The disc comes with an English (mostly) DTS-HD MA 5.1 audio mix that holds the film nicely. Apparently, this had Atmos for some screenings, but this mix still holds its own. Dialog is clean and clear without issue. Imaging for the track is smartly applied so that even when folks are lounging in the sun on the deck, there’s plenty of surround activity for the channels to feed off of. There are plenty of quiet contemplative and conversational moments, but even then there are enough distinct effects throughout the soundscape to keep the surrounds working. A storm sequence in the second act is particularly effective and exciting in that arena… with a few other choice sound effects during a dinner scene to bring it all home. I’d have loved to hear the Atmos, but this track holds its own.
On the bonus features for Triangle of Sadness one can shed a tear for an interesting but rather anemic set of extras. There’s some discussions about the film’s themes and characters, a look at the visual effects, and a breakdown of one of the film’s most memorable albeit disgustingly hilarious sequences. There are also a few deleted scenes to ingest, but they’re not substantial deletions that they’d dramatically shift the film. All of the bonus features are on the Blu-ray disc.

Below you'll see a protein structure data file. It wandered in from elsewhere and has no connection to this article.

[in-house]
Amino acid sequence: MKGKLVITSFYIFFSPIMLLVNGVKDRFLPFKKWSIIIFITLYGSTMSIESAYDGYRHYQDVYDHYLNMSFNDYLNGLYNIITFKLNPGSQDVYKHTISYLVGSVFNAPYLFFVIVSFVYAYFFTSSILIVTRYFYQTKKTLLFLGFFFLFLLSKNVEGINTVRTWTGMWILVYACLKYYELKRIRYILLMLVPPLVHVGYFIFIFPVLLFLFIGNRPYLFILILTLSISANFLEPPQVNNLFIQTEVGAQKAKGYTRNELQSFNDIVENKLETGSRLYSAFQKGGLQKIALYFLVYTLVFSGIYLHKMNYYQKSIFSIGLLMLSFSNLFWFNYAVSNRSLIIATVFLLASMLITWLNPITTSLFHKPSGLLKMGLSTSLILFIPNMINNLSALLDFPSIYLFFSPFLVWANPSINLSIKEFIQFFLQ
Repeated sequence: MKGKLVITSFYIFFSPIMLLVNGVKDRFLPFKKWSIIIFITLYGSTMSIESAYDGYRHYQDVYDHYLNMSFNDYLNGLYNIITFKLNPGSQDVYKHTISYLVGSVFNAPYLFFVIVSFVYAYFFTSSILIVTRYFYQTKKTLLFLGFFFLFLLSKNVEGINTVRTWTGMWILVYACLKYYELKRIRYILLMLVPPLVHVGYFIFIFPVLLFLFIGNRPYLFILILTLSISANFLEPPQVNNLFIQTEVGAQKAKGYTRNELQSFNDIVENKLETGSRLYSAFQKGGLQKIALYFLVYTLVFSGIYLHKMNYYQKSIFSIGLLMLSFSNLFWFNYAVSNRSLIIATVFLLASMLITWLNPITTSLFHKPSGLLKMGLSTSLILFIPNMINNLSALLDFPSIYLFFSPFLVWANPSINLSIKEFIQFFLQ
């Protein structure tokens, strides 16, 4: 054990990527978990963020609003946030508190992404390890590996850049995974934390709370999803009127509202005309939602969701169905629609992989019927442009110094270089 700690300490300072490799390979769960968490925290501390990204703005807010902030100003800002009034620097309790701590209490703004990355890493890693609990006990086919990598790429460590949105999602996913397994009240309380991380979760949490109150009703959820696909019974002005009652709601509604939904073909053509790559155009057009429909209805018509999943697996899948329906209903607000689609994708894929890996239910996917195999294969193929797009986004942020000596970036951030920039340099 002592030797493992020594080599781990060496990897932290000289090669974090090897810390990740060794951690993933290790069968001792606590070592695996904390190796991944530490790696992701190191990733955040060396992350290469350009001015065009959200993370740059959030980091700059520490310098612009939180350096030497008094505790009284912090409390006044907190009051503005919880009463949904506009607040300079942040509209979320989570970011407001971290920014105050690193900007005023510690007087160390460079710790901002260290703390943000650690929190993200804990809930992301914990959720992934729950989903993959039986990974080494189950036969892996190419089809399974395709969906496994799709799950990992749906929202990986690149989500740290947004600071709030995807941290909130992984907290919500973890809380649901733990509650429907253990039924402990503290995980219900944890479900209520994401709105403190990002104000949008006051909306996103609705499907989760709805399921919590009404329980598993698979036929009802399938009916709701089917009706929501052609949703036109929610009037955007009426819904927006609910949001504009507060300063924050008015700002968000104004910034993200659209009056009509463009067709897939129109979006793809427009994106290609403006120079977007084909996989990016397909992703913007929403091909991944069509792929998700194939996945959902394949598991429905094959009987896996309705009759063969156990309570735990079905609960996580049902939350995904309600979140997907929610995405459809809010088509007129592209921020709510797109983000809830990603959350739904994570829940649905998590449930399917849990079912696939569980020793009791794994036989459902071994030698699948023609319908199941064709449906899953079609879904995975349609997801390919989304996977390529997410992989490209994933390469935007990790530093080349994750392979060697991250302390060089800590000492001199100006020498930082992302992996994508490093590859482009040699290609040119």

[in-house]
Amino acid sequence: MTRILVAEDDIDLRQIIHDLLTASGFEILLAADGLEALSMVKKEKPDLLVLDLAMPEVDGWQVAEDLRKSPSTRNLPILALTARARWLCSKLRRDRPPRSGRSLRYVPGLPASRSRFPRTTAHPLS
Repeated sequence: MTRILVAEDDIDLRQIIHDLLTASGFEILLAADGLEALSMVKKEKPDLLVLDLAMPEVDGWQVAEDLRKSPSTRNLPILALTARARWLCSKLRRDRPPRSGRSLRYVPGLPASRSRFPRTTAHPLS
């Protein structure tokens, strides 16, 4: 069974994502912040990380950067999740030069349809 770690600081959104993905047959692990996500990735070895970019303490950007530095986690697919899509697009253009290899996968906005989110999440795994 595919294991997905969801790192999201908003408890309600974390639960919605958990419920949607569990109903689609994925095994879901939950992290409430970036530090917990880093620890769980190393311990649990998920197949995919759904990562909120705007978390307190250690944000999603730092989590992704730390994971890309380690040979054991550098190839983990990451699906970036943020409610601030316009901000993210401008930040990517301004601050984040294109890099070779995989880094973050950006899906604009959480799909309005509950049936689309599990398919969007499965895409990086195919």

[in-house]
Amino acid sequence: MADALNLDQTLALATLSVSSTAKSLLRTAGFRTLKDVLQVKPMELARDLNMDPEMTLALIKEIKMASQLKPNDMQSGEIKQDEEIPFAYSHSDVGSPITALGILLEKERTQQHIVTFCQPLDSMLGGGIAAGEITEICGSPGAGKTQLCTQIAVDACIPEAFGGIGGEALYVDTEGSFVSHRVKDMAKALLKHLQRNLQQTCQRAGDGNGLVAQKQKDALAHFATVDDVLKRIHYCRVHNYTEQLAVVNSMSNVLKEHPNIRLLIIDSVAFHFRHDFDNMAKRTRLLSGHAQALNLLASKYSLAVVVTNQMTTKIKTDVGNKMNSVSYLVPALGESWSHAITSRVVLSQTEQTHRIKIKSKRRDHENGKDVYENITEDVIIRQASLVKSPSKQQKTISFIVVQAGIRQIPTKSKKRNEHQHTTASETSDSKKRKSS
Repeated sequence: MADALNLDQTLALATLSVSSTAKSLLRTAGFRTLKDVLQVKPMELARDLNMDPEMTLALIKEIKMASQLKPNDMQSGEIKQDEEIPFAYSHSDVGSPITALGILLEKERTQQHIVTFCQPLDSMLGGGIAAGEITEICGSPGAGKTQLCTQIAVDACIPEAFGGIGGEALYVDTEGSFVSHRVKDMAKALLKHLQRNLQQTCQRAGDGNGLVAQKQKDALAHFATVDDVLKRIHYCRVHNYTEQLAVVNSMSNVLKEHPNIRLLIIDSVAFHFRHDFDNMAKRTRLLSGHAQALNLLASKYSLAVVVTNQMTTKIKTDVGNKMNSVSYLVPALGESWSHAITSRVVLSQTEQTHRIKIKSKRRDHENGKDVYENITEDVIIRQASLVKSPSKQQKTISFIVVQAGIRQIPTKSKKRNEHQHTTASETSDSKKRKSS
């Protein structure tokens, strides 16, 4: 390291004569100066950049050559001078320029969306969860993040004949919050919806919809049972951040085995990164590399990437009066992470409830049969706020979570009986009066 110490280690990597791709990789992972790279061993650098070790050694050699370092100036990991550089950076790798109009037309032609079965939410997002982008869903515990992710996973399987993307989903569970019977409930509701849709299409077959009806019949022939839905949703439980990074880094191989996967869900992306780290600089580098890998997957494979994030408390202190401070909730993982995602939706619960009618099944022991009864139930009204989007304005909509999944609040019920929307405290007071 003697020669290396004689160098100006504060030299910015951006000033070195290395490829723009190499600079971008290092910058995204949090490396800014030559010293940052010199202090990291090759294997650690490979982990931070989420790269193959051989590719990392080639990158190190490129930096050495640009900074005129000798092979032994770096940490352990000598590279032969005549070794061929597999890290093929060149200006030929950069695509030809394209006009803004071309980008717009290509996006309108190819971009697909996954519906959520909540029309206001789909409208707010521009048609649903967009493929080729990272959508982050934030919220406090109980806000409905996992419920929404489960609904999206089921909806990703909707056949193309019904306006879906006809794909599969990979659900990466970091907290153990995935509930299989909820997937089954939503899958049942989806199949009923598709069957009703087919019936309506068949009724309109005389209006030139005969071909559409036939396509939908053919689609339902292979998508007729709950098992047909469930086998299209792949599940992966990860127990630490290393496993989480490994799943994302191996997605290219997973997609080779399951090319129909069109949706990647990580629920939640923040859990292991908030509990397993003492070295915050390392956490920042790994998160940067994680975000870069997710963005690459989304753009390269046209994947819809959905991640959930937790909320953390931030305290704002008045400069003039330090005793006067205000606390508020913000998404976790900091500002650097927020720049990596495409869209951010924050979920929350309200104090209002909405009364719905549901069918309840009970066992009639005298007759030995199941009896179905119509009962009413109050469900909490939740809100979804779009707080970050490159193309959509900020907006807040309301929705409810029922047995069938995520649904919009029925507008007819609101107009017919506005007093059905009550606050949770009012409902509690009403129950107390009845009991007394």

Triangle of Sadness certainly isn’t a movie that’s going to appeal to everyone. As a satire, it has some hilarious stinging barbs to throw and most of the time it works, but its third act is a little too blunt and on the nose for its own good. Perhaps it was overhyped from winning the Palme d'Or, I just didn’t love it as much as I’d hoped I would. But Triangle of Sadness makes for a pretty damned beautiful 4K disc. Even without the advantages of HDR, the image boasts an impressive range of improvements over its 1080p counterpart with crisp clean details, bold colors, and inky blacks with stronger shadow separation. A great disc for a movie that may not be for everyone Worth A Look